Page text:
We will discuss the use of Markov chains for sampling and counting combinatorial objects that belong to potentially exponentially large sets. Examples include coloring the vertices of a graph with k colors, perfect matchings of graphs, etc. For many of these applications it is sufficient to know how to sample these objects - then we can use sampling to (approximately - that is within (1+epsilon) factor) count all the objects. Often the fastest way to do this is through a so-called simulated annealing technique where we use a sequence of Markov chains to estimate certain probabilities and the product of these gives us the desired result. These Markov chains can be phrased as convex combinations of two other Markov chains; and for the technique to be applied successfully, each of the intermediate Markov chains must be mixing rapidly (that is, it must get to a random sample within a polynomial number of steps). We will study conditions under which convex combinations of Markov chains mix rapidly and we will prove both positive and negative results - it is possible that the two "parent" Markov chains mix rapidly but their convex combination does not; and there are conditions under which the convex combination always mixes rapidly.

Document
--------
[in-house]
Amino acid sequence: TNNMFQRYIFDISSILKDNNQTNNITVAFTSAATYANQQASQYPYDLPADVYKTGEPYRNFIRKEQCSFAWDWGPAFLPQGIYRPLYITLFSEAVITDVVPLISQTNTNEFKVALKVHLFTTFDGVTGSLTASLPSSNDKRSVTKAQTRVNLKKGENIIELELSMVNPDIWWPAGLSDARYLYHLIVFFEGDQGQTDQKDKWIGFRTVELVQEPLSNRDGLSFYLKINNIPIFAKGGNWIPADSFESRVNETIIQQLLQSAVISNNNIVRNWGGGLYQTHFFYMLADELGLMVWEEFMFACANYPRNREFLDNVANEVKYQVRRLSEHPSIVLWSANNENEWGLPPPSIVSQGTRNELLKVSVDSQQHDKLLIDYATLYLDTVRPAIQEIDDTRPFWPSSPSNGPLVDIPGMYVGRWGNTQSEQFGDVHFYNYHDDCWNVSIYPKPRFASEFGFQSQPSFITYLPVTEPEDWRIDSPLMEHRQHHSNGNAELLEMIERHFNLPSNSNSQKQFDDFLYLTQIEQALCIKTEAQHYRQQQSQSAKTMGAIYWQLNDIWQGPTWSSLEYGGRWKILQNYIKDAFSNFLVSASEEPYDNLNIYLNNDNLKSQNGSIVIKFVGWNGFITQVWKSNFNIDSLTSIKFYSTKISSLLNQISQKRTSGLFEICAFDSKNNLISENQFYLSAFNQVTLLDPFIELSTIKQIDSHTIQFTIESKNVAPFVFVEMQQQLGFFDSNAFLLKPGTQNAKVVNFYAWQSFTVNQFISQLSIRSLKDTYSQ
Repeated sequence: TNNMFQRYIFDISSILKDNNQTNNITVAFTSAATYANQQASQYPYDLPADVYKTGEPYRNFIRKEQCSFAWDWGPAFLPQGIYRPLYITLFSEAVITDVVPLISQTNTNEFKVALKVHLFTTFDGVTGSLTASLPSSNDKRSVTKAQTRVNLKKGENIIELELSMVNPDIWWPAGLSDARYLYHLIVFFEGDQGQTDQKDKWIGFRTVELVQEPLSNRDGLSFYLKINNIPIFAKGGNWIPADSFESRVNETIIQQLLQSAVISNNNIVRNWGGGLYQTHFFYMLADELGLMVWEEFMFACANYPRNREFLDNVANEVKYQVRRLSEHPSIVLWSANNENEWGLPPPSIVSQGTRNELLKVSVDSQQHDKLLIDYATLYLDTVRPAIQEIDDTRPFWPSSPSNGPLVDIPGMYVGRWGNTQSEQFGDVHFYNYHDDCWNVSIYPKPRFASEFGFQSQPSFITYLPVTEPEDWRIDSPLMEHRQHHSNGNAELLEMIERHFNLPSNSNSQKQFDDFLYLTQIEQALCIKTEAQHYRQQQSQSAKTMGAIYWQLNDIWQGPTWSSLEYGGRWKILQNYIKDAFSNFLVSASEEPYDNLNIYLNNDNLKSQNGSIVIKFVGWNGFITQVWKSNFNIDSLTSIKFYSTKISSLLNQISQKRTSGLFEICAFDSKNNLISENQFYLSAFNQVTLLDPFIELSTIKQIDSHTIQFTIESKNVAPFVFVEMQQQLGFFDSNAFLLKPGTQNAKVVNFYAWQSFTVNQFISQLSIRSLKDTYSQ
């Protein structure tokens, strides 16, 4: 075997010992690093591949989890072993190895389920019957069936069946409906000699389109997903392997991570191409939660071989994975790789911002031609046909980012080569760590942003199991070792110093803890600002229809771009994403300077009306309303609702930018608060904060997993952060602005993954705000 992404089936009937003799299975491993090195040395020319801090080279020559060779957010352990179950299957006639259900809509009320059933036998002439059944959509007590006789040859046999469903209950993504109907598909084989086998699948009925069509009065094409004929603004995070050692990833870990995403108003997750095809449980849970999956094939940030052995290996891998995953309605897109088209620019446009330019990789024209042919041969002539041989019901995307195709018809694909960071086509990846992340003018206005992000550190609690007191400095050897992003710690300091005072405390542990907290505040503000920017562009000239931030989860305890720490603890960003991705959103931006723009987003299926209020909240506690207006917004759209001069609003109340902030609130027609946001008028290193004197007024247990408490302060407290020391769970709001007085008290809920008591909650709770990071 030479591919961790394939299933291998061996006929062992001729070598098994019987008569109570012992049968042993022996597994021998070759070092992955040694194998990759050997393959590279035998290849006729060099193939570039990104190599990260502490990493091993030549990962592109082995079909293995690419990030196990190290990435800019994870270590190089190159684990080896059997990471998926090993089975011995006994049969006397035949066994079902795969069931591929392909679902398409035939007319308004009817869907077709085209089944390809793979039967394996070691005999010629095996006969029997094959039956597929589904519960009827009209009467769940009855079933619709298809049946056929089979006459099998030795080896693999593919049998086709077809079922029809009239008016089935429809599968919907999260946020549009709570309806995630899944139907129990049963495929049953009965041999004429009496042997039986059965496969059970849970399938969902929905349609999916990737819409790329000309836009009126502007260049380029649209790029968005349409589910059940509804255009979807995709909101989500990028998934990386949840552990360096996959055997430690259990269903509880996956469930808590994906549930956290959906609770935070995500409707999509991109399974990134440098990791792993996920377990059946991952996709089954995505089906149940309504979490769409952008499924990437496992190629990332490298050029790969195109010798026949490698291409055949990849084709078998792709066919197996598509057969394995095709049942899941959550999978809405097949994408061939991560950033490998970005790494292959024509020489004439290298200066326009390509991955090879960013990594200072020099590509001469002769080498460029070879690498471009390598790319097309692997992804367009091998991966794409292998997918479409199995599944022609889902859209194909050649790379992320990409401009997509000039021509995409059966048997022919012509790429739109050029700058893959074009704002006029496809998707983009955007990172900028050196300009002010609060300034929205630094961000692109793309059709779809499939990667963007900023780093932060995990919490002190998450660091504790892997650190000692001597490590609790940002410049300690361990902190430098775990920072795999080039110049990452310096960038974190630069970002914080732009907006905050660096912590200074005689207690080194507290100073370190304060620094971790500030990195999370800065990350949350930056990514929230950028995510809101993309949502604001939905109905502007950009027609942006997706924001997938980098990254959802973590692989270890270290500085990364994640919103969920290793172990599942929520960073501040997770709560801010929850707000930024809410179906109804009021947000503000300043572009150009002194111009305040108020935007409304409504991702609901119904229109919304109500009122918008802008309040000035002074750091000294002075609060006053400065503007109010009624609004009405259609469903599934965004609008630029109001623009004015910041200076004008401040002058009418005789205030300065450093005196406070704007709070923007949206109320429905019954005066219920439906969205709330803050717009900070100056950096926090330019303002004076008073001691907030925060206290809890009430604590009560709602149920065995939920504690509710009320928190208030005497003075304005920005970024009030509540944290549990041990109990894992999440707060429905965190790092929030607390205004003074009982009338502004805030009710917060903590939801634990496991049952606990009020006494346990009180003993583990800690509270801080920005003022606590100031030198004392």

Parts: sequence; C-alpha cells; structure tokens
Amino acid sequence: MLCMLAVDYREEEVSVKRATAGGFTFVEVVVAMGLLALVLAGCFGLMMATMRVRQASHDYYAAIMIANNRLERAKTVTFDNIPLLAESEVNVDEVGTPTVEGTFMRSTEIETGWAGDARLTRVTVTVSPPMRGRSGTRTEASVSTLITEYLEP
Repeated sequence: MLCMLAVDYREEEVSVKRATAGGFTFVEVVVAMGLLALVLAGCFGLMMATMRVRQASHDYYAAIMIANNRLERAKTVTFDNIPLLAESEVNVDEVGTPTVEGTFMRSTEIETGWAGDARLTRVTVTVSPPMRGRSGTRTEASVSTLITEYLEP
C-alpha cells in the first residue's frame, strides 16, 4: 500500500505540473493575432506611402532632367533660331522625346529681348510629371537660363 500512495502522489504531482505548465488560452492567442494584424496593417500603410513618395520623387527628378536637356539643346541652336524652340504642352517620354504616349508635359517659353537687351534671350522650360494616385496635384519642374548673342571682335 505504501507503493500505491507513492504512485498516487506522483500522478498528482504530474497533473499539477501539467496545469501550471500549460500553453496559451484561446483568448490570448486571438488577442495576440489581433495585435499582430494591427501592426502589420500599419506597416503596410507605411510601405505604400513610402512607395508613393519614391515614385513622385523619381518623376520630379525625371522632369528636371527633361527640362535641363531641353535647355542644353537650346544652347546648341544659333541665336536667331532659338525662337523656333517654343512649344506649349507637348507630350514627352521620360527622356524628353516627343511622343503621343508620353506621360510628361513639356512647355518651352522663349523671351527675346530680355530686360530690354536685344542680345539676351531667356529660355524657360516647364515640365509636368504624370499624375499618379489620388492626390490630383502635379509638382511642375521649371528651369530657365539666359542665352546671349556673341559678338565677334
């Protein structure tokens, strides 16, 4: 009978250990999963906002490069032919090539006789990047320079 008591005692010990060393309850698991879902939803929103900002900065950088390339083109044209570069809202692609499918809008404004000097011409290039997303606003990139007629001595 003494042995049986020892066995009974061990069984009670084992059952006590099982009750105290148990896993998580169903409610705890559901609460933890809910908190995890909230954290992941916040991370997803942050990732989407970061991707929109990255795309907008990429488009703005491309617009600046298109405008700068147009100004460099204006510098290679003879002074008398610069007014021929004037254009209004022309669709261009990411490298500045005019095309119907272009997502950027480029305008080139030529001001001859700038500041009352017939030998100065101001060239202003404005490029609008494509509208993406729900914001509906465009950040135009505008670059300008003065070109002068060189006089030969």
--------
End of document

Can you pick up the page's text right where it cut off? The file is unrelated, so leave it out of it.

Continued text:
This is joint work with Daniel Stefankovic.
Colloquia Series page.